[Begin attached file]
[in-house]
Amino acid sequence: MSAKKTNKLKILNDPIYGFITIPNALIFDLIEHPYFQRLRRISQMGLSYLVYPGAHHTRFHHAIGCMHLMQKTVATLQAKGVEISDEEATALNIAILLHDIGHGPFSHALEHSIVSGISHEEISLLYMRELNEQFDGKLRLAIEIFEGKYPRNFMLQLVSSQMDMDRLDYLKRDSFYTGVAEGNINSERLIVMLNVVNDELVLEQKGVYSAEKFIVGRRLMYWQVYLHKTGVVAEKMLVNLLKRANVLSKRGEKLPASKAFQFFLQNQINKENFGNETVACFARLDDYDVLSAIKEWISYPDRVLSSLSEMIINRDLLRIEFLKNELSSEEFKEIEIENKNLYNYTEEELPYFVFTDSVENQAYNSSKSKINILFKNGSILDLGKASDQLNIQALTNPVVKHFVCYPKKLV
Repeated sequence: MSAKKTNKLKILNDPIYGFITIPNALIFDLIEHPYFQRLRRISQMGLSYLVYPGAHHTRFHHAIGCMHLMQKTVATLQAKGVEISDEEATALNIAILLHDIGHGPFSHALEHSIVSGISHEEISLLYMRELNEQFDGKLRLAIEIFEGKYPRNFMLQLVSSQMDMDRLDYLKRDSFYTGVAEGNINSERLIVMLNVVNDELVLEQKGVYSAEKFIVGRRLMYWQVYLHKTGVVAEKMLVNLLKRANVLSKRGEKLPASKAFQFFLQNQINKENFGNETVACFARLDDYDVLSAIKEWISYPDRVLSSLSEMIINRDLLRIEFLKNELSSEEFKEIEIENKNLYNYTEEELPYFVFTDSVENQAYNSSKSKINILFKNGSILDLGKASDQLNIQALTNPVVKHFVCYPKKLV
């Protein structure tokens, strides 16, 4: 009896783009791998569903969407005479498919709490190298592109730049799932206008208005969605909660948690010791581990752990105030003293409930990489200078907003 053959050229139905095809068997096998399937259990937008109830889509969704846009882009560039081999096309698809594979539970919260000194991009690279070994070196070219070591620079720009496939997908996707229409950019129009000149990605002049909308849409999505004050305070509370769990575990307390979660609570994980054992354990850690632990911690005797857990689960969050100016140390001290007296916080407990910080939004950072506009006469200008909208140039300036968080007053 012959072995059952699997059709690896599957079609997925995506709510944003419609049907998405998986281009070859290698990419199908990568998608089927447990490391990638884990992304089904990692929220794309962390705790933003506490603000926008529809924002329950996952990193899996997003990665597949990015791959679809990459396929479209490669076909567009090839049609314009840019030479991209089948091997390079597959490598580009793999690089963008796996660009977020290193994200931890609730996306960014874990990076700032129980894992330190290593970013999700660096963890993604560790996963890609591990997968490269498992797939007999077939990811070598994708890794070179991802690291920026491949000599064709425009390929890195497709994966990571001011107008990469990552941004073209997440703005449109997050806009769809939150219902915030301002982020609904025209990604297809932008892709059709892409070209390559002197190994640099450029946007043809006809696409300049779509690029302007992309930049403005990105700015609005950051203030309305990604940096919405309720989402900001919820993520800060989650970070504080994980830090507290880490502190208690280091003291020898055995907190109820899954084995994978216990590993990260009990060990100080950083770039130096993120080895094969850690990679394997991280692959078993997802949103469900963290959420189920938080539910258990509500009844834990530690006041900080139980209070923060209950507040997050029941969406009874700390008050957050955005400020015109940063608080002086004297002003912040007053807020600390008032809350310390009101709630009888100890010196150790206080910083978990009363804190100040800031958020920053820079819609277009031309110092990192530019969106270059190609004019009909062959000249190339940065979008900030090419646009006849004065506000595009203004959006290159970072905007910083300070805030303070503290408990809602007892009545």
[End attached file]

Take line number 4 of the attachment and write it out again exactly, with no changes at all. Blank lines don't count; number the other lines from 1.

């Protein structure tokens, strides 16, 4: 009896783009791998569903969407005479498919709490190298592109730049799932206008208005969605909660948690010791581990752990105030003293409930990489200078907003 053959050229139905095809068997096998399937259990937008109830889509969704846009882009560039081999096309698809594979539970919260000194991009690279070994070196070219070591620079720009496939997908996707229409950019129009000149990605002049909308849409999505004050305070509370769990575990307390979660609570994980054992354990850690632990911690005797857990689960969050100016140390001290007296916080407990910080939004950072506009006469200008909208140039300036968080007053 012959072995059952699997059709690896599957079609997925995506709510944003419609049907998405998986281009070859290698990419199908990568998608089927447990490391990638884990992304089904990692929220794309962390705790933003506490603000926008529809924002329950996952990193899996997003990665597949990015791959679809990459396929479209490669076909567009090839049609314009840019030479991209089948091997390079597959490598580009793999690089963008796996660009977020290193994200931890609730996306960014874990990076700032129980894992330190290593970013999700660096963890993604560790996963890609591990997968490269498992797939007999077939990811070598994708890794070179991802690291920026491949000599064709425009390929890195497709994966990571001011107008990469990552941004073209997440703005449109997050806009769809939150219902915030301002982020609904025209990604297809932008892709059709892409070209390559002197190994640099450029946007043809006809696409300049779509690029302007992309930049403005990105700015609005950051203030309305990604940096919405309720989402900001919820993520800060989650970070504080994980830090507290880490502190208690280091003291020898055995907190109820899954084995994978216990590993990260009990060990100080950083770039130096993120080895094969850690990679394997991280692959078993997802949103469900963290959420189920938080539910258990509500009844834990530690006041900080139980209070923060209950507040997050029941969406009874700390008050957050955005400020015109940063608080002086004297002003912040007053807020600390008032809350310390009101709630009888100890010196150790206080910083978990009363804190100040800031958020920053820079819609277009031309110092990192530019969106270059190609004019009909062959000249190339940065979008900030090419646009006849004065506000595009203004959006290159970072905007910083300070805030303070503290408990809602007892009545």